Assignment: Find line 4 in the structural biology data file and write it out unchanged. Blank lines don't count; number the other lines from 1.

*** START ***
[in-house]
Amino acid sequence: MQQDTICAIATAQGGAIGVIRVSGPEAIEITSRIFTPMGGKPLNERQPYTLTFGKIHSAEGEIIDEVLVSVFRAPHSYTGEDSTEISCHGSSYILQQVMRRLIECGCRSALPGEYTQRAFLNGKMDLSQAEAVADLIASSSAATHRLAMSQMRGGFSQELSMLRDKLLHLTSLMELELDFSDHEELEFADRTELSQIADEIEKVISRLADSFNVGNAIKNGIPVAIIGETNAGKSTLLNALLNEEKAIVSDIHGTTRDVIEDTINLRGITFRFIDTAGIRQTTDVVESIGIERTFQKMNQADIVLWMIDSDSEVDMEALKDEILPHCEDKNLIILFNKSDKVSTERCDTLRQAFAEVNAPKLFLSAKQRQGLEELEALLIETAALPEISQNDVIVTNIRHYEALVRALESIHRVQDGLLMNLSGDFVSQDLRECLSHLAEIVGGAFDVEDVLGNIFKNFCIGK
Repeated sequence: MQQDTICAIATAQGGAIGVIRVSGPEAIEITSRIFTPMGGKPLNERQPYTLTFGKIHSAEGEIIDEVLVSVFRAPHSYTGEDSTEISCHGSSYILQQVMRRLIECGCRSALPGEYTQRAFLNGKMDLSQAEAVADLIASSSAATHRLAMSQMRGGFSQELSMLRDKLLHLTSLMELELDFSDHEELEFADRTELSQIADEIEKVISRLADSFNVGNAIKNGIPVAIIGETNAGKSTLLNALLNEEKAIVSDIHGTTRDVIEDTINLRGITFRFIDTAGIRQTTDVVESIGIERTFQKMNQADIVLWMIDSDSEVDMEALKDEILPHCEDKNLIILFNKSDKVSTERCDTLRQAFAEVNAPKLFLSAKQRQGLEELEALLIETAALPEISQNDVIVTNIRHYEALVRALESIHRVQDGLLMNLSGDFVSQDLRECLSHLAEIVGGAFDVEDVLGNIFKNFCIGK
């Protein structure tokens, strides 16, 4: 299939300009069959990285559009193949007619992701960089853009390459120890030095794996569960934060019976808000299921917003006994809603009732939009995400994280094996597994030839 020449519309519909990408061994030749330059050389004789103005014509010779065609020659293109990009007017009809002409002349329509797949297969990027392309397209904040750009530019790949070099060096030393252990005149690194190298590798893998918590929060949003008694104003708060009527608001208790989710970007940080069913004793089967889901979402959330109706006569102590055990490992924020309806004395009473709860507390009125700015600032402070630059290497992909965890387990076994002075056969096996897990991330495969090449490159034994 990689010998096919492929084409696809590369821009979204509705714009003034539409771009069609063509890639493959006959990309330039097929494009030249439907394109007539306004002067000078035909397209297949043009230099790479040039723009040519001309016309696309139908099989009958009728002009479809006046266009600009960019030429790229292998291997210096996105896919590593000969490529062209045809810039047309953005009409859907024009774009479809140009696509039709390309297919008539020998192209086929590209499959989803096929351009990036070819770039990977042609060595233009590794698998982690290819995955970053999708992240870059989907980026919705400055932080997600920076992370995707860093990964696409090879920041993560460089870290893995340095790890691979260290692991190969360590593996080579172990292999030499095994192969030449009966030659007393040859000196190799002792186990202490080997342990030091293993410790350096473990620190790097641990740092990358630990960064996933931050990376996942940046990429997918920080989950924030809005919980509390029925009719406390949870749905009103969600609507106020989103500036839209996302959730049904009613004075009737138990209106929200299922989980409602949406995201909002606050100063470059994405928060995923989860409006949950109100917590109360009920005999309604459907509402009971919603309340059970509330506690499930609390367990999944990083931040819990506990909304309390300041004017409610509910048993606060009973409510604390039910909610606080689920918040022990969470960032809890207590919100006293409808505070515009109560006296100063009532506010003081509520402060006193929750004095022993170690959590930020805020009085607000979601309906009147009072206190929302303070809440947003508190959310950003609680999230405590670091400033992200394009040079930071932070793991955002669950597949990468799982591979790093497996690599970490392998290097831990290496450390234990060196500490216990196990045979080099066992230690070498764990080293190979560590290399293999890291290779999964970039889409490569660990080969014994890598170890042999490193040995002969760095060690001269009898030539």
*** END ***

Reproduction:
């Protein structure tokens, strides 16, 4: 299939300009069959990285559009193949007619992701960089853009390459120890030095794996569960934060019976808000299921917003006994809603009732939009995400994280094996597994030839 020449519309519909990408061994030749330059050389004789103005014509010779065609020659293109990009007017009809002409002349329509797949297969990027392309397209904040750009530019790949070099060096030393252990005149690194190298590798893998918590929060949003008694104003708060009527608001208790989710970007940080069913004793089967889901979402959330109706006569102590055990490992924020309806004395009473709860507390009125700015600032402070630059290497992909965890387990076994002075056969096996897990991330495969090449490159034994 990689010998096919492929084409696809590369821009979204509705714009003034539409771009069609063509890639493959006959990309330039097929494009030249439907394109007539306004002067000078035909397209297949043009230099790479040039723009040519001309016309696309139908099989009958009728002009479809006046266009600009960019030429790229292998291997210096996105896919590593000969490529062209045809810039047309953005009409859907024009774009479809140009696509039709390309297919008539020998192209086929590209499959989803096929351009990036070819770039990977042609060595233009590794698998982690290819995955970053999708992240870059989907980026919705400055932080997600920076992370995707860093990964696409090879920041993560460089870290893995340095790890691979260290692991190969360590593996080579172990292999030499095994192969030449009966030659007393040859000196190799002792186990202490080997342990030091293993410790350096473990620190790097641990740092990358630990960064996933931050990376996942940046990429997918920080989950924030809005919980509390029925009719406390949870749905009103969600609507106020989103500036839209996302959730049904009613004075009737138990209106929200299922989980409602949406995201909002606050100063470059994405928060995923989860409006949950109100917590109360009920005999309604459907509402009971919603309340059970509330506690499930609390367990999944990083931040819990506990909304309390300041004017409610509910048993606060009973409510604390039910909610606080689920918040022990969470960032809890207590919100006293409808505070515009109560006296100063009532506010003081509520402060006193929750004095022993170690959590930020805020009085607000979601309906009147009072206190929302303070809440947003508190959310950003609680999230405590670091400033992200394009040079930071932070793991955002669950597949990468799982591979790093497996690599970490392998290097831990290496450390234990060196500490216990196990045979080099066992230690070498764990080293190979560590290399293999890291290779999964970039889409490569660990080969014994890598170890042999490193040995002969760095060690001269009898030539």